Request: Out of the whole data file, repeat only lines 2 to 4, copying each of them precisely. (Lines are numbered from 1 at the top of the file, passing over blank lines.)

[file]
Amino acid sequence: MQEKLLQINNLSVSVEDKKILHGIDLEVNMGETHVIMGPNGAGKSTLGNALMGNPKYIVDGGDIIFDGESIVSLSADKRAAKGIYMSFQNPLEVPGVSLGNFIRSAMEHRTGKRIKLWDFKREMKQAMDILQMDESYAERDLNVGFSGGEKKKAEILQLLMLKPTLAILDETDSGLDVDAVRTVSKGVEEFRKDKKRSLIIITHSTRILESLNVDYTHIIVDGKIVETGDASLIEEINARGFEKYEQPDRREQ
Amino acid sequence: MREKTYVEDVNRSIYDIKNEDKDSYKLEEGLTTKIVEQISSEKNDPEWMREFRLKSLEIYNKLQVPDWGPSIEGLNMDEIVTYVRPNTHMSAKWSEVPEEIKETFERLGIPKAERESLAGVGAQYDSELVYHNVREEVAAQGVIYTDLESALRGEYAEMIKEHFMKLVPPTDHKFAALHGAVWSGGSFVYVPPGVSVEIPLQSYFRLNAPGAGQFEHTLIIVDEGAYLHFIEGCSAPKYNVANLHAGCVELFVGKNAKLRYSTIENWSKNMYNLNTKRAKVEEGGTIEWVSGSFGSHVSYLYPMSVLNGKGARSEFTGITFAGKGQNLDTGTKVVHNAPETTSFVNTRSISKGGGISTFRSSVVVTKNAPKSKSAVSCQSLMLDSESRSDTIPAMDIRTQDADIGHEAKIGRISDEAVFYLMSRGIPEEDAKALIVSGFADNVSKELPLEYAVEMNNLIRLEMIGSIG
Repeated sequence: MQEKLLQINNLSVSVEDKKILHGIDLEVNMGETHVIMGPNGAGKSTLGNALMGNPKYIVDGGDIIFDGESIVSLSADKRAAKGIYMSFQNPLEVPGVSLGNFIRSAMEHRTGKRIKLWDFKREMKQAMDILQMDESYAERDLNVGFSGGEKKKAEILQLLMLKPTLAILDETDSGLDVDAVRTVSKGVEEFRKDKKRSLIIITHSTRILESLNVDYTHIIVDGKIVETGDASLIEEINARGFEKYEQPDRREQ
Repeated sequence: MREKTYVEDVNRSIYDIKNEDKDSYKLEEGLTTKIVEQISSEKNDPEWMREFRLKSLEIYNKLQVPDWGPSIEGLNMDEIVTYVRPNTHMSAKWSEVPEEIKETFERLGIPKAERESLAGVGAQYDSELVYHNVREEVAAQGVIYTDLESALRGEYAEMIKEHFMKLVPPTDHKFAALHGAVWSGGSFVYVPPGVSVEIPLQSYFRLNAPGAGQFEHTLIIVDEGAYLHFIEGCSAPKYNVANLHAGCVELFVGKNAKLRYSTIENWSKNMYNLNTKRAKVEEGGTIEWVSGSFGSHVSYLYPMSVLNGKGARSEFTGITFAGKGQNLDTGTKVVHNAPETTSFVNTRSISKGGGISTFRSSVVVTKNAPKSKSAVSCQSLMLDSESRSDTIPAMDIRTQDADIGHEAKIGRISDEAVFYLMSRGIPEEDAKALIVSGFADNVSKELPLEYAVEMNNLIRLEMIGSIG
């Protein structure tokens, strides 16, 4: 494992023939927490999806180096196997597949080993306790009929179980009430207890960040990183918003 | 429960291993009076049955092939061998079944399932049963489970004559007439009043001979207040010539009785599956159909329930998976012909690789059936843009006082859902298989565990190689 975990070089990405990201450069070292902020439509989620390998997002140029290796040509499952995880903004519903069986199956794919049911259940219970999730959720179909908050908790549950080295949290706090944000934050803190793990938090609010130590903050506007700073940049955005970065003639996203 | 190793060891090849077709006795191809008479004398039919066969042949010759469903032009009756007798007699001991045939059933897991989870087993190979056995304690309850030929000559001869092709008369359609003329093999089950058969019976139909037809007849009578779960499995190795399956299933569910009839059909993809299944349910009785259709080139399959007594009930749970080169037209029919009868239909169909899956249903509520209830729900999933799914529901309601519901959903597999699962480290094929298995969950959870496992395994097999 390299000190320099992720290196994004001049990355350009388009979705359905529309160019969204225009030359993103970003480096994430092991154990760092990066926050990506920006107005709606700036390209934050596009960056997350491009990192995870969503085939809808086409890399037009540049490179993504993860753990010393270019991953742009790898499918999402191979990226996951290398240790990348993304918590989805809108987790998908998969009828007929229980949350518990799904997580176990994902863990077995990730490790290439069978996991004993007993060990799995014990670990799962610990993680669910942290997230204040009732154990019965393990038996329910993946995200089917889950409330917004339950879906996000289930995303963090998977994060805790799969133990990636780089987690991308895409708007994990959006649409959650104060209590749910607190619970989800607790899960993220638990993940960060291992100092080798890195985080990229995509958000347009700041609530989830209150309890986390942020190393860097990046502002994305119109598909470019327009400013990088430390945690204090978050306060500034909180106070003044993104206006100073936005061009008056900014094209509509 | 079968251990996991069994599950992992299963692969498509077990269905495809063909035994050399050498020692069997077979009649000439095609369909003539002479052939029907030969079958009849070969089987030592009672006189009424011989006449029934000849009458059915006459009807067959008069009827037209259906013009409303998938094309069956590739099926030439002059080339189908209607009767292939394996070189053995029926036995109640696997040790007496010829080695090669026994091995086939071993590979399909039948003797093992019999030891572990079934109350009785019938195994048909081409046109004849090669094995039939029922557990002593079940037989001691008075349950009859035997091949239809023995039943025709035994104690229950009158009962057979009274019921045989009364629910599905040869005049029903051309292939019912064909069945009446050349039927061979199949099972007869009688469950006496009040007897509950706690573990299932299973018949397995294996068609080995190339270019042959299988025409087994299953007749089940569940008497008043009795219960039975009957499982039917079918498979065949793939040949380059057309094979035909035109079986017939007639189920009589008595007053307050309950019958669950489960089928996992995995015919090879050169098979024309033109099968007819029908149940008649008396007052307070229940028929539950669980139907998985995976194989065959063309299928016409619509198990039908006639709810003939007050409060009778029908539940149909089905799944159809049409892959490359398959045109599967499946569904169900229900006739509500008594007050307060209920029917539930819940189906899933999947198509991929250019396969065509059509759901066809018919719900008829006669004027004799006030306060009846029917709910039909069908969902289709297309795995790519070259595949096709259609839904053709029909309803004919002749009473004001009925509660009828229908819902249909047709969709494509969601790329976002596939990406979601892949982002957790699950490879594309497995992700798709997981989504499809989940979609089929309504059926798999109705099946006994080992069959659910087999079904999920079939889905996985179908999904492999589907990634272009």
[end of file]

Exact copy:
Amino acid sequence: MREKTYVEDVNRSIYDIKNEDKDSYKLEEGLTTKIVEQISSEKNDPEWMREFRLKSLEIYNKLQVPDWGPSIEGLNMDEIVTYVRPNTHMSAKWSEVPEEIKETFERLGIPKAERESLAGVGAQYDSELVYHNVREEVAAQGVIYTDLESALRGEYAEMIKEHFMKLVPPTDHKFAALHGAVWSGGSFVYVPPGVSVEIPLQSYFRLNAPGAGQFEHTLIIVDEGAYLHFIEGCSAPKYNVANLHAGCVELFVGKNAKLRYSTIENWSKNMYNLNTKRAKVEEGGTIEWVSGSFGSHVSYLYPMSVLNGKGARSEFTGITFAGKGQNLDTGTKVVHNAPETTSFVNTRSISKGGGISTFRSSVVVTKNAPKSKSAVSCQSLMLDSESRSDTIPAMDIRTQDADIGHEAKIGRISDEAVFYLMSRGIPEEDAKALIVSGFADNVSKELPLEYAVEMNNLIRLEMIGSIG
Repeated sequence: MQEKLLQINNLSVSVEDKKILHGIDLEVNMGETHVIMGPNGAGKSTLGNALMGNPKYIVDGGDIIFDGESIVSLSADKRAAKGIYMSFQNPLEVPGVSLGNFIRSAMEHRTGKRIKLWDFKREMKQAMDILQMDESYAERDLNVGFSGGEKKKAEILQLLMLKPTLAILDETDSGLDVDAVRTVSKGVEEFRKDKKRSLIIITHSTRILESLNVDYTHIIVDGKIVETGDASLIEEINARGFEKYEQPDRREQ
Repeated sequence: MREKTYVEDVNRSIYDIKNEDKDSYKLEEGLTTKIVEQISSEKNDPEWMREFRLKSLEIYNKLQVPDWGPSIEGLNMDEIVTYVRPNTHMSAKWSEVPEEIKETFERLGIPKAERESLAGVGAQYDSELVYHNVREEVAAQGVIYTDLESALRGEYAEMIKEHFMKLVPPTDHKFAALHGAVWSGGSFVYVPPGVSVEIPLQSYFRLNAPGAGQFEHTLIIVDEGAYLHFIEGCSAPKYNVANLHAGCVELFVGKNAKLRYSTIENWSKNMYNLNTKRAKVEEGGTIEWVSGSFGSHVSYLYPMSVLNGKGARSEFTGITFAGKGQNLDTGTKVVHNAPETTSFVNTRSISKGGGISTFRSSVVVTKNAPKSKSAVSCQSLMLDSESRSDTIPAMDIRTQDADIGHEAKIGRISDEAVFYLMSRGIPEEDAKALIVSGFADNVSKELPLEYAVEMNNLIRLEMIGSIG